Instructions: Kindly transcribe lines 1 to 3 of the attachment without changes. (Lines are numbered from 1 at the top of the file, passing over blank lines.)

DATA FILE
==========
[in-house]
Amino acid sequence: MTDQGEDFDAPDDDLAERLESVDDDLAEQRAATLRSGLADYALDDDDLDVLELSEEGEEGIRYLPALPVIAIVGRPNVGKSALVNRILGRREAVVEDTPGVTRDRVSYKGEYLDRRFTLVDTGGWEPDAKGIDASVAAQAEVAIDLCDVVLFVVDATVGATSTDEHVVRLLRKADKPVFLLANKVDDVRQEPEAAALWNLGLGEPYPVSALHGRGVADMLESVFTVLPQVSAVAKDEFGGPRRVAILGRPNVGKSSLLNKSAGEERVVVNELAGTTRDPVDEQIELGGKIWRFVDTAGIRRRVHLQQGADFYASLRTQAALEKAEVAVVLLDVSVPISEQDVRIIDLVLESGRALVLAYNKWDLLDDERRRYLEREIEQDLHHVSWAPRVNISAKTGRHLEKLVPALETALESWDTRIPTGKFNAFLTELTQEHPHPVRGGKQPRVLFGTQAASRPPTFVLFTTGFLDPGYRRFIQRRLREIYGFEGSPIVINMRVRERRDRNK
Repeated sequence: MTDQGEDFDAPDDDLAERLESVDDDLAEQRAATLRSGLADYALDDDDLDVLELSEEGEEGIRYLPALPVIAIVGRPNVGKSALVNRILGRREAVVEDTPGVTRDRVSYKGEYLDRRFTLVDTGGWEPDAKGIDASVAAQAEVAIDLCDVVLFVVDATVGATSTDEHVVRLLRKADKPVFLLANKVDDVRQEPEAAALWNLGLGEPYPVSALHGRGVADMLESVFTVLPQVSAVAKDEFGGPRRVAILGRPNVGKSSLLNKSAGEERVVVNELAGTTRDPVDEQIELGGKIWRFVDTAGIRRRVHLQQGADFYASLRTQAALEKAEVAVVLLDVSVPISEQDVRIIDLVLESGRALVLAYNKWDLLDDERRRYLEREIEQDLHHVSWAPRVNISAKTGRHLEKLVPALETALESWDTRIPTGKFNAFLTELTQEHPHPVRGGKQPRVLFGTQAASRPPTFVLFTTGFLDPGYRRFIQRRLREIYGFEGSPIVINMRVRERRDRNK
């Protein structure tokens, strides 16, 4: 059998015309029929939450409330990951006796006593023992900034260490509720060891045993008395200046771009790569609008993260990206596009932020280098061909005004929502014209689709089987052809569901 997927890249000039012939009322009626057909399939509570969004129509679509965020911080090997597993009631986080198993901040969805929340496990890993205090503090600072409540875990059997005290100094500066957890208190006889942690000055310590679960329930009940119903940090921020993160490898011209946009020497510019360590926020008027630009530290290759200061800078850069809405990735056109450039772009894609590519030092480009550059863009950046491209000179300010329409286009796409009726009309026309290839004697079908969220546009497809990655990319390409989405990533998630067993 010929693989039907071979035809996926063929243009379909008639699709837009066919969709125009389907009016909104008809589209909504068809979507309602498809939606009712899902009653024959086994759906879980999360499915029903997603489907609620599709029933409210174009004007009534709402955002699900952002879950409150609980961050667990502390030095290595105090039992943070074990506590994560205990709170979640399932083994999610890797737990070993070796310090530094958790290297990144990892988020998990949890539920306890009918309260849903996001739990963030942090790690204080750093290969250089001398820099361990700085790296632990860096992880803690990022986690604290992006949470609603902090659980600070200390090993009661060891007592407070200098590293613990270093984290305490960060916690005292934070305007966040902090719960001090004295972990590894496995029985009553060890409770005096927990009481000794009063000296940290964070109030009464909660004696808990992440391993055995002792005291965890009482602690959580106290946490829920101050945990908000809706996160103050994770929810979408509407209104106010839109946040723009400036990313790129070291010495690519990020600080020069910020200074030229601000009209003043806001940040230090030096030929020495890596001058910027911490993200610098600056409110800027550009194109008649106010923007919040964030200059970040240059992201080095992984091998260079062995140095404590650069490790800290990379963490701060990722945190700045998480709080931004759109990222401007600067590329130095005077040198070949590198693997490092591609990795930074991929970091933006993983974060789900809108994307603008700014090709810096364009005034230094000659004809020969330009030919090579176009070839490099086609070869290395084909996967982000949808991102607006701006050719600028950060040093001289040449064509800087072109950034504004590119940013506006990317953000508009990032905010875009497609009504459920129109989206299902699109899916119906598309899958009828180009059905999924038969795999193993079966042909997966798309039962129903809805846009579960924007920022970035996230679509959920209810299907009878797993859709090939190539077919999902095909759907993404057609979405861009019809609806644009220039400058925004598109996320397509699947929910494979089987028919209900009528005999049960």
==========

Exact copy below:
[in-house]
Amino acid sequence: MTDQGEDFDAPDDDLAERLESVDDDLAEQRAATLRSGLADYALDDDDLDVLELSEEGEEGIRYLPALPVIAIVGRPNVGKSALVNRILGRREAVVEDTPGVTRDRVSYKGEYLDRRFTLVDTGGWEPDAKGIDASVAAQAEVAIDLCDVVLFVVDATVGATSTDEHVVRLLRKADKPVFLLANKVDDVRQEPEAAALWNLGLGEPYPVSALHGRGVADMLESVFTVLPQVSAVAKDEFGGPRRVAILGRPNVGKSSLLNKSAGEERVVVNELAGTTRDPVDEQIELGGKIWRFVDTAGIRRRVHLQQGADFYASLRTQAALEKAEVAVVLLDVSVPISEQDVRIIDLVLESGRALVLAYNKWDLLDDERRRYLEREIEQDLHHVSWAPRVNISAKTGRHLEKLVPALETALESWDTRIPTGKFNAFLTELTQEHPHPVRGGKQPRVLFGTQAASRPPTFVLFTTGFLDPGYRRFIQRRLREIYGFEGSPIVINMRVRERRDRNK
Repeated sequence: MTDQGEDFDAPDDDLAERLESVDDDLAEQRAATLRSGLADYALDDDDLDVLELSEEGEEGIRYLPALPVIAIVGRPNVGKSALVNRILGRREAVVEDTPGVTRDRVSYKGEYLDRRFTLVDTGGWEPDAKGIDASVAAQAEVAIDLCDVVLFVVDATVGATSTDEHVVRLLRKADKPVFLLANKVDDVRQEPEAAALWNLGLGEPYPVSALHGRGVADMLESVFTVLPQVSAVAKDEFGGPRRVAILGRPNVGKSSLLNKSAGEERVVVNELAGTTRDPVDEQIELGGKIWRFVDTAGIRRRVHLQQGADFYASLRTQAALEKAEVAVVLLDVSVPISEQDVRIIDLVLESGRALVLAYNKWDLLDDERRRYLEREIEQDLHHVSWAPRVNISAKTGRHLEKLVPALETALESWDTRIPTGKFNAFLTELTQEHPHPVRGGKQPRVLFGTQAASRPPTFVLFTTGFLDPGYRRFIQRRLREIYGFEGSPIVINMRVRERRDRNK